Rossetti used color, stroke, space, and texture to reflect a certain kind of attitude. His main aim was to portray sensuality. Drawings had to be as gorgeous as possible. He symbolized objects on Bocca Baciata by using lines shapes and angles. A fleshy appearance of a triangle on the painting depicted femininity. The colors of her flesh contrasted with the black surrounding. It, however, did not describe Bocca Baciata’s character in any way. The different colors were only meant to stress on her beauty as well as flesh. The expression on the face and the context depicted mannerism.

George Price Boyce commissioned Bocca Baciata from Rossetti on July 23rd, 1859. Commissioning was possible at the time because he was a close friend to Rossetti. Thereafter, the painting was completed on the 13th of October, that same year it was commissioned. In 1883, Boyce lent the drawing to the Exhibition of Old Masters at the Royal Academy in London. Bocca Baciata is currently at the museum of fine arts in Boston. Mrs. James Lawrence gave the painting to the museum in 1980. Rossetti’s sensuous figure was inspired by Fanny Cornforth. Not only was she the painter’s model but also his mistress. She would later be Rossetti’s housekeeper, performing all duties that a house manager does.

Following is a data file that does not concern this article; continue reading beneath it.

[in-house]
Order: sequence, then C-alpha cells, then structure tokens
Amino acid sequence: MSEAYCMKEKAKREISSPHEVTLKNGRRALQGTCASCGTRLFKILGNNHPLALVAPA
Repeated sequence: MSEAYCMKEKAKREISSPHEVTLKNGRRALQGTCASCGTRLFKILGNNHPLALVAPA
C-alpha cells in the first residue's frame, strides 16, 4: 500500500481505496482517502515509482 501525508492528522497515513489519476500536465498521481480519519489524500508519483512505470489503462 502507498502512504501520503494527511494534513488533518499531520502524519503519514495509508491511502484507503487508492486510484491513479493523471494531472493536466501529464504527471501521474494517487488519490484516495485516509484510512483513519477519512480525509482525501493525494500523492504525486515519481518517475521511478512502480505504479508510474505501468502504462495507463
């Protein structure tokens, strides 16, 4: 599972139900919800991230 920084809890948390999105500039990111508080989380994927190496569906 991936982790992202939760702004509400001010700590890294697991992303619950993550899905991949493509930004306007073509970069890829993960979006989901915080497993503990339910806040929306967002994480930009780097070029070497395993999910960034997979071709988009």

Rossetti felt so inspired by Cornforth that all the figures he painted of her were curvaceous and sexually attractive. Rossetti’s work inspired writers and the second generation of artists. He was also the main inspiration of many European symbolists. Bocca Baciata had different techniques, styles, and subjects applied to it. Rossetti was, therefore, able to effortlessly magnify the image of the woman in his painting. His main aim was to portray his character but with regards to the model. Expressing background and attitude for Rossetti became a symbol as presenting it on a drawing.